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February 16, 2021

RiA Conference Review – part three

The big privacy debate: how do young people perceive privacy when using social media in the UK?

Chapman is a senior lecturer in Education at the University of Northampton, whose research explores young people’s behaviour online, and their perceptions of privacy. The big question overarching Chapman’s talk was ‘Does privacy exist in young people’s lives when they’re online?’ One of Chapman’s key reasons for this research was to give space for the voices of young people on an issue that is both relevant and important to them, but also to underpin a mutual understanding of how children’s experiences online can inform our practice when engaging with children and young people.

Though Social Networking Sites (SNS) have been written about for the past 25 years since their conception, Chapman highlights that these are ever evolving, and often leave the realms of young people’s lives as quickly as they enter them. Mark Zuckerberg’s famous statement “Privacy is dead” perfectly encapsulates the feelings of a worried generation of youth. Parents’ and guardians’ concerns about online safety contradict young peoples’ desires for privacy online, creating a difficult and stressful dynamic for families everywhere. Chapman found that though young people do take risks with their online identities, they also see value in their interactions, and worry about their peers more than themselves.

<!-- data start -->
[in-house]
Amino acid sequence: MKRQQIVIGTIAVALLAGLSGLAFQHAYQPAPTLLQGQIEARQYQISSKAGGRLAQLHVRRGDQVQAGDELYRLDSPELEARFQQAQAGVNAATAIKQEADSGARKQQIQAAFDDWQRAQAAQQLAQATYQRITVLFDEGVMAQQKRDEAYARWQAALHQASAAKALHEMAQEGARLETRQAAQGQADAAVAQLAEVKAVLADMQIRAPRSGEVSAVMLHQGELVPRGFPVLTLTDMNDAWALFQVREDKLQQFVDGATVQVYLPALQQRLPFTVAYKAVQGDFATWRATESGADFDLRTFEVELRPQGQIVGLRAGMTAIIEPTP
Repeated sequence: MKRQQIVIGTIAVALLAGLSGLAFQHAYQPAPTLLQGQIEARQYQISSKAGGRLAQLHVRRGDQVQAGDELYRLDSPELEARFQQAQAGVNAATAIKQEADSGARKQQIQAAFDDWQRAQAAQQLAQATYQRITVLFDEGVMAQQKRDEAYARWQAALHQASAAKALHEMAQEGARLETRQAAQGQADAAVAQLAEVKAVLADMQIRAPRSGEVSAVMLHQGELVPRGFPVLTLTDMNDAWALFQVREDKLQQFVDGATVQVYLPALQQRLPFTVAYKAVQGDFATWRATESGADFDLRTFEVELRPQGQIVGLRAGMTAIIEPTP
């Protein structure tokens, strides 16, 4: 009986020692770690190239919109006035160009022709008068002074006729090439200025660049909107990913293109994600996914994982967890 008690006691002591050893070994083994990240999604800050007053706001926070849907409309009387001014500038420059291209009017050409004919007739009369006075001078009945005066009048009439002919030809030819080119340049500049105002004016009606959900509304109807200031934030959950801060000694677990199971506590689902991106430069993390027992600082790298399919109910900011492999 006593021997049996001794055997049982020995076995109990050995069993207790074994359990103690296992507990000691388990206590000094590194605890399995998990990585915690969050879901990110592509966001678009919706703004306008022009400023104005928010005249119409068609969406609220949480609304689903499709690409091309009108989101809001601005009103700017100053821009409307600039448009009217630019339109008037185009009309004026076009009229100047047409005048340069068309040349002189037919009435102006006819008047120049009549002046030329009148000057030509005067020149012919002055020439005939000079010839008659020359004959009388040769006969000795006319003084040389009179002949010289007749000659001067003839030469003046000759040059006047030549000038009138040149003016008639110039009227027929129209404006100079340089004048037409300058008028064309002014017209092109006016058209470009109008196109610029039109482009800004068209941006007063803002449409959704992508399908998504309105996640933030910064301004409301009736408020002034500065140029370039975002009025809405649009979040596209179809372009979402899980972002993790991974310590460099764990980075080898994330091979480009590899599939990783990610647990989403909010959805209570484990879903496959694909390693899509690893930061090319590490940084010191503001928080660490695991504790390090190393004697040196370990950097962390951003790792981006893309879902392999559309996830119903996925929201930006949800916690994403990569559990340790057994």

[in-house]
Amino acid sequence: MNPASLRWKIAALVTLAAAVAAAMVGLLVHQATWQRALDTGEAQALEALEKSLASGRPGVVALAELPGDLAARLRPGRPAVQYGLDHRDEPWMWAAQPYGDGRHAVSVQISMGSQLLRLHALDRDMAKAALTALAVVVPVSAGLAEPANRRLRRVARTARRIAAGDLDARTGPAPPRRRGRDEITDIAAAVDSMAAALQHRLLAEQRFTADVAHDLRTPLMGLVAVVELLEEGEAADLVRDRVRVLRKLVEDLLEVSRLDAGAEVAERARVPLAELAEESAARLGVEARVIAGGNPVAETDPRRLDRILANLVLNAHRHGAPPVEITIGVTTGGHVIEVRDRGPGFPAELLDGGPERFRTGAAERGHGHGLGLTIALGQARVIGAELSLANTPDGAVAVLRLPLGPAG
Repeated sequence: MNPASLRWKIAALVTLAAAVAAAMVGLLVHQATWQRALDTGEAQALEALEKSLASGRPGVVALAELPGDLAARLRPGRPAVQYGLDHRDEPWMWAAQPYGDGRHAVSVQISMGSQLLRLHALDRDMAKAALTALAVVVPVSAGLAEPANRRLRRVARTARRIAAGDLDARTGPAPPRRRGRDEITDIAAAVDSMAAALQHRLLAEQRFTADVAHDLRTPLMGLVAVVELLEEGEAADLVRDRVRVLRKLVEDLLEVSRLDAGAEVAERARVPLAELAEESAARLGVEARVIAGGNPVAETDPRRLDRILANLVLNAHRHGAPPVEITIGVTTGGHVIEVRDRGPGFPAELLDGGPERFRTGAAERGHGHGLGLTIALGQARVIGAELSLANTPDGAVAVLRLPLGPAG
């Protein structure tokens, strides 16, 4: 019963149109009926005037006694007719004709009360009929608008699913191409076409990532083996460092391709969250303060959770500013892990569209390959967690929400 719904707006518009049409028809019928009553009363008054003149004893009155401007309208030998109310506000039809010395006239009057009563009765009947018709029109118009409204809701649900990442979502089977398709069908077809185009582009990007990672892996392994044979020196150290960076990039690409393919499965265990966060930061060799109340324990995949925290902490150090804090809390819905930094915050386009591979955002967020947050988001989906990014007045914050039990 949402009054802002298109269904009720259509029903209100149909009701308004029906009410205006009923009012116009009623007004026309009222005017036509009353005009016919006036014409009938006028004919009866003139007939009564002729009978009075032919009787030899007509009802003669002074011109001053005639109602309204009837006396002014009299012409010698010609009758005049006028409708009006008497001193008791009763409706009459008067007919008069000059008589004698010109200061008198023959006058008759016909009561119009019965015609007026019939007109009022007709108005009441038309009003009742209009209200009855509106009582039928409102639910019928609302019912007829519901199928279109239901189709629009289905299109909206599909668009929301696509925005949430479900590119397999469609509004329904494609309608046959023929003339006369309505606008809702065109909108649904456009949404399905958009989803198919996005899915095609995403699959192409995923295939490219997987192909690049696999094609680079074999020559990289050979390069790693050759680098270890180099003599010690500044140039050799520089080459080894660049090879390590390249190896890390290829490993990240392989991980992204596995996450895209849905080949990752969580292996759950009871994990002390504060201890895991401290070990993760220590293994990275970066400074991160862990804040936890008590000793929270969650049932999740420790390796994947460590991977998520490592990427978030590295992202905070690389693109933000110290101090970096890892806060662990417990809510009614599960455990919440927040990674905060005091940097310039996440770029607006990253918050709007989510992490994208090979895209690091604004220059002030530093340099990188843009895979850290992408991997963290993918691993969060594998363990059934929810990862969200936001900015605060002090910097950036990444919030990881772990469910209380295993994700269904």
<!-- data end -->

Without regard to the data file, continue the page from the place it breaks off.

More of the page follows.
I asked Chapman what his response might be to schools whose only advice (to parents and students) is for students to stop using SNS altogether. Chapman replied that he found that quite sad, expressing a need for both educators and young people to be informed on the benefits and risks of using SNS. They also stated that if we knew more about young people’s perceptions and experiences online, we may have been able to support them throughout COVID in a more informed way. Social media is an irrefutable constant in many young people’s lives and, as educators, it may just be part of our job to better understand it.

Concluding thoughts

Despite it’s unconventional arrangement, the RiA virtual conference (2020) was engaging and enlightening. Davies’ keynote presentation was a highlight for many students, including myself, who felt optimistic about the concept of a truly inclusive and enriching school culture. All of the speakers’ enthusiasm for educational research and its capacity to develop our personal and professional lives was inspiring, and I believe we all left the day feeling more hopeful for teaching in 2021 and beyond.

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